Music Education is traditionally thought of in terms of General Music, Band and Chorus. But, except in a few schools, the vast majority of students are not enrolled in Band and Chorus.

So, how should we teach music to everyone else? Should reading music be a priority? Notating music? Are these, perhaps, roadblocks to music creation, involvement and enjoyment?

The REALITY is that, even among people who earn a living as musicians, only a full 10% can actually read music. A popular example is Paul McCartney. Would anyone call Sir Paul musically illiterate? Hardly. He’s made quite a few dollars in his day as a performing musician.

The shift now needs to be towards experiencing, analyzing and constructing music. We have the tools, thanks to technology, to “compose” music without having to write music notation. Loop-based music software allows us to achieve this (ie…Sony Acid, Pro Tools, etc..). We music educators can and should provide access to these tools for all students in the future. When we do, we may proudly proclaim that EVERY student is a music student.

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Tags: music education

Comment by Teach_J on March 29, 2009 at 7:53am
It may be true that only 10 percent of people can read music, but a great number of guitarists can read guitar tabs. That is also a form of reading music too. Not everyone can play music by ear. I still think that reading music is important. You would teach someone to read or write without first learning the alphabet.

Reading music also has a lot of side benefits. Students who can read music are also better at math (all those 1/8th notes and 1/4 notes).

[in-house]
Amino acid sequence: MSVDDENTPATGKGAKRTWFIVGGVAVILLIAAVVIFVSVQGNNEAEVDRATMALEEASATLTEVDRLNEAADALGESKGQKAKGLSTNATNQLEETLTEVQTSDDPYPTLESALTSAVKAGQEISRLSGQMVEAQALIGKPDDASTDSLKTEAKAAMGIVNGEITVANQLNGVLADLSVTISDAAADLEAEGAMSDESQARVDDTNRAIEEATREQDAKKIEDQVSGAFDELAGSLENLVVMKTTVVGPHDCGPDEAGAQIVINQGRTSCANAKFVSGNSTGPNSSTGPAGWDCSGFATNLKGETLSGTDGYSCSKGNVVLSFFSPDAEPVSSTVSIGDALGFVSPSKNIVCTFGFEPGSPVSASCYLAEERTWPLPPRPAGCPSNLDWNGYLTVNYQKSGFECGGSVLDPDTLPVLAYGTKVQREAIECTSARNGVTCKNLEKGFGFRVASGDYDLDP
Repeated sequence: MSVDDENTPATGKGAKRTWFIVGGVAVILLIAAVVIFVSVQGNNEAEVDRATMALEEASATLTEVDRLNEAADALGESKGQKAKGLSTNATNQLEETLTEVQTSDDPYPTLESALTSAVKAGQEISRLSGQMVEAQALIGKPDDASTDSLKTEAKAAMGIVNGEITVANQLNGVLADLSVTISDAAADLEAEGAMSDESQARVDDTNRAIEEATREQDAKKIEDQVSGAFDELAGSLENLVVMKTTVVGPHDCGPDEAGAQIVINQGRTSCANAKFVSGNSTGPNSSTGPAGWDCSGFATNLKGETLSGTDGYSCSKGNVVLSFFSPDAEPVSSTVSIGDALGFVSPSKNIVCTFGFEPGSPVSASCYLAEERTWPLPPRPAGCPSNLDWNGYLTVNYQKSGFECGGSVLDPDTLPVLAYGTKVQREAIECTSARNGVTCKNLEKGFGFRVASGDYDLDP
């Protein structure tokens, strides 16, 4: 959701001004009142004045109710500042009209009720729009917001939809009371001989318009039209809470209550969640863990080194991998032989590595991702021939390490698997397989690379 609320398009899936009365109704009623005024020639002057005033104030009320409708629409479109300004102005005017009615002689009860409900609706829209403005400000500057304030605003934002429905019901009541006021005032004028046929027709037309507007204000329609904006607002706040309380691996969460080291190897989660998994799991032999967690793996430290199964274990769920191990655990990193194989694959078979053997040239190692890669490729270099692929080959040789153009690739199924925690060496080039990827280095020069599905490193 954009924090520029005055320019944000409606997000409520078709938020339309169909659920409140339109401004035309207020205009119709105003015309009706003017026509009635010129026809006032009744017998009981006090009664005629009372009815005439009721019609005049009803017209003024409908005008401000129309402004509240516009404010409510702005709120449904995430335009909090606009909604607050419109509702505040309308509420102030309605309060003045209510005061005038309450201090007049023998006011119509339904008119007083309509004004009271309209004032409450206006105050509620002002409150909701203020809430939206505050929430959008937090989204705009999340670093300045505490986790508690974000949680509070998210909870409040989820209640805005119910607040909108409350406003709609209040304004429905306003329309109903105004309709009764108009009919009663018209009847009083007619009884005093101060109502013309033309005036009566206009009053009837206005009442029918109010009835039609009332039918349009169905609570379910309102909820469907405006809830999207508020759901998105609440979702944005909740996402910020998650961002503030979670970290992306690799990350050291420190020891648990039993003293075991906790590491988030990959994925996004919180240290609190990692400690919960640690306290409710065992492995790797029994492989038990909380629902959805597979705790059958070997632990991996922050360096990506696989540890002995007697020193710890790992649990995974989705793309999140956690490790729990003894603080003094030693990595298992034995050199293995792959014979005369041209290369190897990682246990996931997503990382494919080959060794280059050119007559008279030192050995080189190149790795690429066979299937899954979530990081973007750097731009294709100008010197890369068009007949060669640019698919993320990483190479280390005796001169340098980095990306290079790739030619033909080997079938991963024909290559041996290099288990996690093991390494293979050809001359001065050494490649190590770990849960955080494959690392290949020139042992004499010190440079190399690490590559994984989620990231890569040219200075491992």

I would agree that elementary music and general music appreciation classes can be taught without music reading, but teaching someone to play an instrument should include reading music.
Comment by Andrew on March 29, 2009 at 9:09am
I'm playing devil's advocate here since what I do and have done for the past 19 years is teach students to read music (as a band director). I'm also thinking more about the secondary level (ie..middle school general music) where there are many students who could create music (non-band and choral students).

After attending this week's All State Music Ed. conference, I'm not so convinced we should teach the reading of music right away because in doing so we're using a linguistic and logical-mathematical approach instead of a musical approach). I am beginning to believe all students should experience music (listening, moving, singing etc..) before reading, performing and creating music.

The significant point I was trying (badly) to make is that we can't (in music education) continue to trumpet ONLY the band and chorus paradigm and call it a music's not enough. How do we effectively harness the intelligence and creativity of all the other student's in the school?

Thanks for your feedback!
Comment by Cameron Scheibe on April 4, 2009 at 3:10pm
I agree that music should be experienced first before you learn the technical side of it, especially with younger children. I also think that it is a sad reality that only 10% of musicians can read sheet music. Being able hear music be ear is important, as a lot of these musicians can do, but being able to read music and understand some of theory behind is very important and could open up a lot of opportunities to for them to expand their musical experiences.


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